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In this issue:
Inside the Plating Shop's Wastewater Treatment Plant
Safety Today: Hoisting and Rigging
In Memoriam: Simon Peter Rosen
Experimental Seminar: Omega-Minus Spin
Safety Second

SLAC Today

Tuesday - October 17, 2006

Inside the Plating Shop's Wastewater Treatment Plant

Ali Farvid and Plant Operator Oscar Zelaya stand at the control panel of the water treatment plant's two neutralization tanks. (Click on image for larger version.)

On any given day, the shelves and worktables of SLAC's Plating Shop are lined with pieces of metal—from thumb-sized stainless steel pipes, to rectangular lengths of copper, to titanium jaws—all destined for duty somewhere in the SLAC lab. "About 90 percent of the equipment used at SLAC comes through our shop," says Ali Farvid, Metal Finishing Supervisor. The shop prepares the metal parts for use by cleaning, plating, or otherwise modifying them.

But along with useful equipment, the shop's processes produce wastewater that is acidic or alkaline and contains small amounts of dissolved metals such as iron, copper, nickel or silver. Regulations prohibit this wastewater from being released directly into the environment. Instead, it is diverted to an unremarkable-looking system of pipes and tanks adjacent to the shop. The system, however, isn't unremarkable: it is the Plating Shop's award-winning wastewater treatment plant.

(Column - Safety Today)

Lessons Learned in a Hoist Cable Failure

At the Department of Energy Savannah River Site (SRS), workers learned the importance of following procedures and doing pre-operational visual inspections. On August 22, 2006, while using a truck-mounted crane to lower a 100 pound sample load into a transportation drum, the wire rope failed, dropping the load approximately 6 inches.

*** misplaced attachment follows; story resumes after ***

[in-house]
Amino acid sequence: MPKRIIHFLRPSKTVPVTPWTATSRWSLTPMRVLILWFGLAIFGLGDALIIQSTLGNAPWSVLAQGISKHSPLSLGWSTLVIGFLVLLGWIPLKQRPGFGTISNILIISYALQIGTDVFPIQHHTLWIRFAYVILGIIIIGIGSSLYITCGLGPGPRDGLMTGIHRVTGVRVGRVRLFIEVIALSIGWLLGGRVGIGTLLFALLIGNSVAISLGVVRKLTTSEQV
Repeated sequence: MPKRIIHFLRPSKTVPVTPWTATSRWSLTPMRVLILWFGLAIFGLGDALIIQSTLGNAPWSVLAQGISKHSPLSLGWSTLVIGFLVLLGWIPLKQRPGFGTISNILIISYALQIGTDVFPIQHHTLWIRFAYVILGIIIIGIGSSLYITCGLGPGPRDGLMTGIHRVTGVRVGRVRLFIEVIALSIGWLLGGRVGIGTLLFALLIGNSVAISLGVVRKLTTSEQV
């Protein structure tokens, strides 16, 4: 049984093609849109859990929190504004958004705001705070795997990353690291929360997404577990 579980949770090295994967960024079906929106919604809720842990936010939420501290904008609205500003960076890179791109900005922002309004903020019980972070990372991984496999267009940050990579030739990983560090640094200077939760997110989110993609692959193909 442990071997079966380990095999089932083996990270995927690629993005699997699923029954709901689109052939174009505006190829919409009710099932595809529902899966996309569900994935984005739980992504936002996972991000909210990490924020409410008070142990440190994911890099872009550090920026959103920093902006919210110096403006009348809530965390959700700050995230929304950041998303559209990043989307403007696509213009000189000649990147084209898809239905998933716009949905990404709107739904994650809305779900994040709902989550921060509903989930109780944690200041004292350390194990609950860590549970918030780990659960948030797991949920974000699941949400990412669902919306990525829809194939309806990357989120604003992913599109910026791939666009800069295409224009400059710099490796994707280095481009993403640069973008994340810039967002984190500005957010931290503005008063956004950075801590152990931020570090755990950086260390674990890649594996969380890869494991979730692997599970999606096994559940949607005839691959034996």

Although this accident caused no injuries and left the sample intact, the accident was potentially preventable. SRS is taking the following corrective actions:

- Procedures will now require the visual inspection of the crane and wire rope, and will not allow contact between the downfall weight and boom tip.

- Wire rope will be marked to indicate maximum height that loads can be lifted.

- A method will be developed to secure the hook to the truck when it is being stored for transport (as opposed to having the downfall weight close to boom tip).

- The AHA process for incidental rigging operations will also be strengthened.

SLAC personnel, particularly those who work with hoisting and rigging, are asked to consider this incident when going about their work at SLAC.

A description of this incident and many others can be found at the ES&H Lessons Learned website.

In Memoriam:
Simon Peter Rosen

(Image - Peter Rosen)Simon Peter Rosen, a leading theorist in elementary particle physics, an international authority on neutrino physics and a director of major high energy and nuclear physics programs at the Department of Energy (DOE), died on October 13, 2006 at his home in Rockville, Maryland, after a courageous three-year battle with pancreatic cancer. He was 73.  Read more...

Experimental Seminar: Omega-Minus Spin

For more than 40 years, physicists have accepted that the spin of the omega-minus particle is three halves, although this has never been established... until now. At today's experimental seminar, BaBar collaborator Veronique Ziegler will present her work on omega-minus spin and on cascade resonances.

"I'm excited to be presenting this work to my colleagues and the greater SLAC community," says Zeigler. "These particles are extremely rare, but thanks to the enormous amount and quality of data BaBar has produced, we were able to carry out this analysis." The results of the omega spin work were published in the September 15 issue of Physical Review Letters. The seminar will be held in the Orange Room at 12:30 p.m. All are welcome to attend.

Safety Seconds

In yesterday's edition, I noted that people who survive major heart attacks often re-start their lives with a dramatically different perspective.

Since workplace injuries statistically happen so infrequently, we depend on people to change their behavior before they are injured. I urge you to do that now, and not wait for the workplace equivalent of a heart attack.

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